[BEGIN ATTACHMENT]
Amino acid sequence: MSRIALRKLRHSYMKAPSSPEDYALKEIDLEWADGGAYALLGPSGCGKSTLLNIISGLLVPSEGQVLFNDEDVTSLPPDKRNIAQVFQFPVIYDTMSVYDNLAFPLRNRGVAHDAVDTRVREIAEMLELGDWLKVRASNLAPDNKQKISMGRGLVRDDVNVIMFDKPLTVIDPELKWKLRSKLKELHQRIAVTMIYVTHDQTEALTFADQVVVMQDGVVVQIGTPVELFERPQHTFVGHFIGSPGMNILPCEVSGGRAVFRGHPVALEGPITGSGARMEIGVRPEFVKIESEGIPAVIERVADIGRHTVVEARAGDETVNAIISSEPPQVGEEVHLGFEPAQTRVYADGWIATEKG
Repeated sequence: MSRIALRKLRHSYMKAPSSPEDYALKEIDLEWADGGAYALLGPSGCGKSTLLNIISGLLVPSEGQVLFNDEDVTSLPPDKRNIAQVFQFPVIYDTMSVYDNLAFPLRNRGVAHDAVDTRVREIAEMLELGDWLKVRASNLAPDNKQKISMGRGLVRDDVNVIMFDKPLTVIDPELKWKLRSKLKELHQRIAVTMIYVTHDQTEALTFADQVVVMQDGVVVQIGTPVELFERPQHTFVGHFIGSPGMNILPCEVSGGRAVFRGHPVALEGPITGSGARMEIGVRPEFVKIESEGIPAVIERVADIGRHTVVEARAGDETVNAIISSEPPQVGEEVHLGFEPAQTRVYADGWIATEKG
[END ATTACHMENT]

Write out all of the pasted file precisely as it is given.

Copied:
Amino acid sequence: MSRIALRKLRHSYMKAPSSPEDYALKEIDLEWADGGAYALLGPSGCGKSTLLNIISGLLVPSEGQVLFNDEDVTSLPPDKRNIAQVFQFPVIYDTMSVYDNLAFPLRNRGVAHDAVDTRVREIAEMLELGDWLKVRASNLAPDNKQKISMGRGLVRDDVNVIMFDKPLTVIDPELKWKLRSKLKELHQRIAVTMIYVTHDQTEALTFADQVVVMQDGVVVQIGTPVELFERPQHTFVGHFIGSPGMNILPCEVSGGRAVFRGHPVALEGPITGSGARMEIGVRPEFVKIESEGIPAVIERVADIGRHTVVEARAGDETVNAIISSEPPQVGEEVHLGFEPAQTRVYADGWIATEKG
Repeated sequence: MSRIALRKLRHSYMKAPSSPEDYALKEIDLEWADGGAYALLGPSGCGKSTLLNIISGLLVPSEGQVLFNDEDVTSLPPDKRNIAQVFQFPVIYDTMSVYDNLAFPLRNRGVAHDAVDTRVREIAEMLELGDWLKVRASNLAPDNKQKISMGRGLVRDDVNVIMFDKPLTVIDPELKWKLRSKLKELHQRIAVTMIYVTHDQTEALTFADQVVVMQDGVVVQIGTPVELFERPQHTFVGHFIGSPGMNILPCEVSGGRAVFRGHPVALEGPITGSGARMEIGVRPEFVKIESEGIPAVIERVADIGRHTVVEARAGDETVNAIISSEPPQVGEEVHLGFEPAQTRVYADGWIATEKG